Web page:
Announcement

Collapse
No announcement yet.

Tsuru tightening

Collapse
X
  • Filter
  • Time
  • Show
Clear All
new posts

  • Tsuru tightening

    Yesterday I tightened my shinai's tsuru but it took ridiculous amount of time. Then I started thinking: Since it's a series of loops not knots, it should be possible to tighten it without completely taking it apart. Just pulling a one string should suffice. I wanted the opinions of more experienced kenshi before trying it. And if it's not possible, any advice to make normal process faster would be appreciated.

  • #2
    Wearing rubber gloves should make it easier. I still find that I have to unravel the whole tsuru first, though.

    Comment


    • #3
      There is an English translation of a kendo equipment manual that that the authors put out for free on PDF (Japanese printed version cost JPY600). You can download it from this page. Chapter 1 page 13 describes tsuru setup.

      I am having difficulty getting my head around your description (what do you mean completely take apart... all leather parts removed too?). Nevertheless, in general to tighten the tsuru one would have to completely unwind it from the tsuka-gawa-himo, pull tight, then rewind around the tsuka-gawa-himo again. Undoing the tsuru more than this should not be necessary. The tsuru should not have to come out of the leather komono or the loop in the case of not having a komono. The komono/loop acts like a pulley and helps to keep tension in the tsuru in an easier more manageable way than if the tsuru were to connect to the tsuka-gawa-himo only once. If the tsuru is not moving through the komono/loop easily, something may be wrong with the set up.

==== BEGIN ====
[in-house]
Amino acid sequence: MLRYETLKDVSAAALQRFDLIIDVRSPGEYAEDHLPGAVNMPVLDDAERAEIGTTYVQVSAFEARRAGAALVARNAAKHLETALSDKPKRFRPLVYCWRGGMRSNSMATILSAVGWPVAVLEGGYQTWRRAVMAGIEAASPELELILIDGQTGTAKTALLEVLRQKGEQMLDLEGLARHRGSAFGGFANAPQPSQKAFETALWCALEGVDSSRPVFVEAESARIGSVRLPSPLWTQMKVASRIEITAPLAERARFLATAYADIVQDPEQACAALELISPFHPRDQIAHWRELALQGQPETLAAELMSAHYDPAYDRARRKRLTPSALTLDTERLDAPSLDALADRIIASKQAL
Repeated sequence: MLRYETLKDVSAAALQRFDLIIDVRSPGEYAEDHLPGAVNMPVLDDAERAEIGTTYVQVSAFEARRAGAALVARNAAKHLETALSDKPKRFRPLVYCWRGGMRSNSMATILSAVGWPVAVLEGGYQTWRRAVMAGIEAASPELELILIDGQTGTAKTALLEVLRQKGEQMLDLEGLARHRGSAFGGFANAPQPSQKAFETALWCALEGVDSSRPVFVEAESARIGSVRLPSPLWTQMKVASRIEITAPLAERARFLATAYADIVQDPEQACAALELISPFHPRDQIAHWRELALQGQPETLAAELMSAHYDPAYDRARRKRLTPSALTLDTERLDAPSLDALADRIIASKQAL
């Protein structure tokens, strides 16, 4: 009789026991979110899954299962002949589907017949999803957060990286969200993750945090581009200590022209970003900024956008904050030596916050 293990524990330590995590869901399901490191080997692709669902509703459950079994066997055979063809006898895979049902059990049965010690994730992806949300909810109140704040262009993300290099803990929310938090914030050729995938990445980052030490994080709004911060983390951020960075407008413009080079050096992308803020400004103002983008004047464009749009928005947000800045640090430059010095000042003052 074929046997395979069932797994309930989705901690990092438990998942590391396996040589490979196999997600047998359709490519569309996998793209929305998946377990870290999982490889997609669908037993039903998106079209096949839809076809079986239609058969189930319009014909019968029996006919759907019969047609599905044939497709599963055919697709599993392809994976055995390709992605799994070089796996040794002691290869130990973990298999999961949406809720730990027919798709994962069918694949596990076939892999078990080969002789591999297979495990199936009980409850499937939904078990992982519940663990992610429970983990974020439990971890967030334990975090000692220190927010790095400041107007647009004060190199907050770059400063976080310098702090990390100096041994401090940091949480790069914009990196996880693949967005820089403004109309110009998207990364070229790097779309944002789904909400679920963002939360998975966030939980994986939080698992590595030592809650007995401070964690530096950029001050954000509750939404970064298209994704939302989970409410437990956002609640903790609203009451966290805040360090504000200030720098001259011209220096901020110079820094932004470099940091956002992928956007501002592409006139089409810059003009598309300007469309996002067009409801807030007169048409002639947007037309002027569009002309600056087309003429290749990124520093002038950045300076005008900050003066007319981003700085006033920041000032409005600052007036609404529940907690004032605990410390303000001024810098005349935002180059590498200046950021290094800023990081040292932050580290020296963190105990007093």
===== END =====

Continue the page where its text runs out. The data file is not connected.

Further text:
When I re-tension, once I pull it tight (tsuru coming down from looping though komono) and before I start looping it around the kawa-himo (the loop near the tsuba), I hold down the tsuru with a finger against the shinai just before the kawa-himo so that it keeps most of the tension while looping through the kawa-himo (p.14, in between the top middle and right images). Once looped through the kawa-himo (top right image), the tension should stay as long as you keep a little bit of tension and you can do the winding around the long part of the tsuka-gawa-himo easily. A few loops around the tsuka-gawa-himo and you could actually completely let go of the tsuru without it coming undone. New tsuru will stretch a lot (in engineering this is called creep) so you may find yourself re-tensioning after only a few practices.

      Comment


      • #4
        Originally posted by verissimus View Post
        Wearing rubber gloves should make it easier. I still find that I have to unravel the whole tsuru first, though.
        Why on earth would you need rubber gloves? You're not removing the tsukagawa, just tightening up the string.

        Comment


        • #5
          Originally posted by Neil Gendzwill View Post

          Why on earth would you need rubber gloves? You're not removing the tsukagawa, just tightening up the string.